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Playing With Fire   By: (1831-1919)

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First Page:

PLAYING WITH FIRE

BY AMELIA E. BARR

AUTHOR OF "ALL THE DAYS OF MY LIFE," "THE BOW OF ORANGE RIBBON," ETC.

"Truth is like water; the moment it stands it stagnates; creeds are merely stagnant truth. "

ILLUSTRATED BY HOWARD HEATH

WILLIAM BRIGGS TORONTO 1914

COPYRIGHT, 1914, BY D. APPLETON AND COMPANY

Printed in the United States of America

WITH SINCERE RESPECT AND EVERY GOOD WISH I INSCRIBE THIS NOVEL TO WILLIAM JOHN MATHESON, ESQ. OF HUNTINGTON, LONG ISLAND

[Illustration: "'Good bye, Richard!' she cried. 'Good bye, dearest of all!'"]

CONTENTS

I. THE MINISTER'S FAMILY

II. LORD RICHARD CRAMER

III. DONALD PLEASES HIS FATHER

IV. THE GREAT TEMPTATION

V. THE MINISTER IN LOVE

VI. DONALD TAKES HIS OWN WAY

VII. MARION DECIDES

VIII. MACRAE LEARNS A HARD LESSON

IX. WHEN WILL THE NIGHT BE PAST?

X. A DREAM

XI. LOVE IS THE FULFILLING OF THE LAW

XII. AFTERWARD

LIST OF ILLUSTRATIONS

"'Good bye, Richard!' she cried. 'Good bye, dearest of all!'"

"There came again to her that singular sense of a past familiarity"

"She smiled and laid her jeweled white hand confidingly on his"

"The descent seemed steep and dark"

PLAYING WITH FIRE

CHAPTER I

THE MINISTER'S FAMILY

An high priest clothed with doctrine and with truth. ESDRAS I: 5:40.

Glasgow is the city of Human Power. It is not a beautiful city, but the gray granite of which it is built gives it a natural nobility. There is nothing romantic about its situation, and its streets are too often steeped in wet, gray mist, or wrapped in yellowish vapor. But there are no loungers in them. The crowd is a busy, hard working crowd, whose civic motto is Enterprise and Perseverance. They made the river that made the city, and then established on its banks those immense shipbuilding yards, whose fleets take the river to the ocean, and the ocean to every known port of the world.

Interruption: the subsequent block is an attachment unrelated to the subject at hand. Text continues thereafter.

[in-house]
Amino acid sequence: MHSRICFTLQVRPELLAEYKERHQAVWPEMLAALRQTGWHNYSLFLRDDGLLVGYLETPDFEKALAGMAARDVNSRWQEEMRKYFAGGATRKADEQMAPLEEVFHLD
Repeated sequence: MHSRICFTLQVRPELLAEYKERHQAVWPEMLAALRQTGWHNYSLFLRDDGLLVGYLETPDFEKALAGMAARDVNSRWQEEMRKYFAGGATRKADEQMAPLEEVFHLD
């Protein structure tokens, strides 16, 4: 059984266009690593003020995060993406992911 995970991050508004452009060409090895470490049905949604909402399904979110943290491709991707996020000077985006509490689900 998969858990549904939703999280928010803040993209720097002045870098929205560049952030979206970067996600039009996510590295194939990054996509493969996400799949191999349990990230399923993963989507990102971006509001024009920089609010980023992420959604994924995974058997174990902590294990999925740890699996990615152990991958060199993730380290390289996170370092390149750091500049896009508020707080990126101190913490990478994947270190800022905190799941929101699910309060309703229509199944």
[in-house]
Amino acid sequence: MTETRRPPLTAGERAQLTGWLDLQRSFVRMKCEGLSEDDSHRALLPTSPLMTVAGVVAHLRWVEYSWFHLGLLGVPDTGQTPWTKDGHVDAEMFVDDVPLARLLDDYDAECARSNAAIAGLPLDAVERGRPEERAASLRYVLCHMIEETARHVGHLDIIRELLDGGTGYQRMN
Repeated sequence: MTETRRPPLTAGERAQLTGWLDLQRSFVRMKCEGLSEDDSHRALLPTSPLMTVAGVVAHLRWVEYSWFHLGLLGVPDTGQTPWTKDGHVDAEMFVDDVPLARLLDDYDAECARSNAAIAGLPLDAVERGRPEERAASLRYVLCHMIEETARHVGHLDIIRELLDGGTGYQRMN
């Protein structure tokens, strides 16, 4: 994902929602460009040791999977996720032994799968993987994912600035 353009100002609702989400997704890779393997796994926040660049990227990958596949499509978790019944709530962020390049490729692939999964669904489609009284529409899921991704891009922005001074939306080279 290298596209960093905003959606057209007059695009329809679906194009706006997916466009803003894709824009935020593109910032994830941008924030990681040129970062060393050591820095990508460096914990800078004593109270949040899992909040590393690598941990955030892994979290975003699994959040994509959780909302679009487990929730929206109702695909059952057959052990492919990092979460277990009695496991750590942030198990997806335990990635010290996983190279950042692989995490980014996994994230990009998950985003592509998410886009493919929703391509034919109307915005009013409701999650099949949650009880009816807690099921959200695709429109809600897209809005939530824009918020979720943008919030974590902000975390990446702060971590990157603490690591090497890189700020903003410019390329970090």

It is also a very religious city. Its inhabitants do not forget that they are mortals, though no doubt mortals of a superior order, and the number of churches they have built is amazing. It is impossible to walk far in any direction without coming face to face with one. I am writing of the midway years of the nineteenth century, when there was one church among the many that all strangers were advised to visit. It was not the Cathedral, nor the old Ram's Horn Kirk; it was a large, plain building, called the Church of the Disciples. No one could find it to day, for it stood upon a corner that became necessary to the trade of a certain great street. Then the Church of the Disciples disappeared, and handsome shops devoted to business of many kinds rose in its place.

This church derived its fame from its minister, a very handsome man, of great scholarly attainments and a preponderance of that quality we call "presence." Even when at twenty three years of age he stepped from the halls of St. Andrew's into the pulpit of the Church of the Disciples, elders, deacons, and the whole congregation succumbed to his influence. And when, after twenty one years of service, he made his dramatic exit from that pulpit he still held his congregation in the hollow of his hand.

He was a Highlander of the once powerful house of Macrae; tall among his brethren as was Saul among his people. His face was darkly handsome, and made doubly attractive by a shadowy Celtic pathos. His eyes were piercing but sad, his voice grand and resonant, suiting well the wrathful, impassioned Calvinism of his sermons. For he was a Pharisee of Pharisees touching every tittle of the law laid down by that troubler of mankind called John Calvin.

One evening in the beginning of June he went to his home after a rather unimportant session with his elders. He had taken his own way as usual, and was not in the least moved by the slight opposition he had been compelled to silence... Continue reading book >>




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